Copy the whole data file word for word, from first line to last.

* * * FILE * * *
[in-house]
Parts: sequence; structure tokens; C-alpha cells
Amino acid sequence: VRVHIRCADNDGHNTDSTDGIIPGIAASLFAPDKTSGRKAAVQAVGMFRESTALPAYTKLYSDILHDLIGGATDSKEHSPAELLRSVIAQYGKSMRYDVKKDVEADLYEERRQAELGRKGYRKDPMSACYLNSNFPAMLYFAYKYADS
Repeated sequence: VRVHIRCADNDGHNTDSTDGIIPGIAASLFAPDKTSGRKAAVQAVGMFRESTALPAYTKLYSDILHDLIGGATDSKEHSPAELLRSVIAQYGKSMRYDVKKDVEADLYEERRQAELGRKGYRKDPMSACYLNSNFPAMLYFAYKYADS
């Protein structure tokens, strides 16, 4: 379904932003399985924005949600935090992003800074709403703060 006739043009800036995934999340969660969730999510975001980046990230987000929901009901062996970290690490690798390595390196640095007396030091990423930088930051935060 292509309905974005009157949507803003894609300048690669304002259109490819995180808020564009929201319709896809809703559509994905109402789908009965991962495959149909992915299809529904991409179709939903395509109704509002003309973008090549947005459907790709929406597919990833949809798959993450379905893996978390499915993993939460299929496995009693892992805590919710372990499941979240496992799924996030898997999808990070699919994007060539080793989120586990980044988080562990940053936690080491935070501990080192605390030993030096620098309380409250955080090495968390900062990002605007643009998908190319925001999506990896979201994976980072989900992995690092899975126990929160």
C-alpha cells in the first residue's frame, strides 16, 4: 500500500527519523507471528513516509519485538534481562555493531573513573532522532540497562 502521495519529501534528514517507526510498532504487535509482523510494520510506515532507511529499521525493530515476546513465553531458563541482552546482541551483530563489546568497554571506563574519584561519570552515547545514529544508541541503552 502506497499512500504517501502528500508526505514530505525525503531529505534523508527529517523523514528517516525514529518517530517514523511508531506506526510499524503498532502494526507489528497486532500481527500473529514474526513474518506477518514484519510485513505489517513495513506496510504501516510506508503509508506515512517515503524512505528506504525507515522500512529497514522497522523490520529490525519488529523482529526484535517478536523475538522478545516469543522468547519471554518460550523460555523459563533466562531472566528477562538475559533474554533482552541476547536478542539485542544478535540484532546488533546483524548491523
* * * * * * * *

[in-house]
Parts: sequence; structure tokens; C-alpha cells
Amino acid sequence: VRVHIRCADNDGHNTDSTDGIIPGIAASLFAPDKTSGRKAAVQAVGMFRESTALPAYTKLYSDILHDLIGGATDSKEHSPAELLRSVIAQYGKSMRYDVKKDVEADLYEERRQAELGRKGYRKDPMSACYLNSNFPAMLYFAYKYADS
Repeated sequence: VRVHIRCADNDGHNTDSTDGIIPGIAASLFAPDKTSGRKAAVQAVGMFRESTALPAYTKLYSDILHDLIGGATDSKEHSPAELLRSVIAQYGKSMRYDVKKDVEADLYEERRQAELGRKGYRKDPMSACYLNSNFPAMLYFAYKYADS
């Protein structure tokens, strides 16, 4: 379904932003399985924005949600935090992003800074709403703060 006739043009800036995934999340969660969730999510975001980046990230987000929901009901062996970290690490690798390595390196640095007396030091990423930088930051935060 292509309905974005009157949507803003894609300048690669304002259109490819995180808020564009929201319709896809809703559509994905109402789908009965991962495959149909992915299809529904991409179709939903395509109704509002003309973008090549947005459907790709929406597919990833949809798959993450379905893996978390499915993993939460299929496995009693892992805590919710372990499941979240496992799924996030898997999808990070699919994007060539080793989120586990980044988080562990940053936690080491935070501990080192605390030993030096620098309380409250955080090495968390900062990002605007643009998908190319925001999506990896979201994976980072989900992995690092899975126990929160």
C-alpha cells in the first residue's frame, strides 16, 4: 500500500527519523507471528513516509519485538534481562555493531573513573532522532540497562 502521495519529501534528514517507526510498532504487535509482523510494520510506515532507511529499521525493530515476546513465553531458563541482552546482541551483530563489546568497554571506563574519584561519570552515547545514529544508541541503552 502506497499512500504517501502528500508526505514530505525525503531529505534523508527529517523523514528517516525514529518517530517514523511508531506506526510499524503498532502494526507489528497486532500481527500473529514474526513474518506477518514484519510485513505489517513495513506496510504501516510506508503509508506515512517515503524512505528506504525507515522500512529497514522497522523490520529490525519488529523482529526484535517478536523475538522478545516469543522468547519471554518460550523460555523459563533466562531472566528477562538475559533474554533482552541476547536478542539485542544478535540484532546488533546483524548491523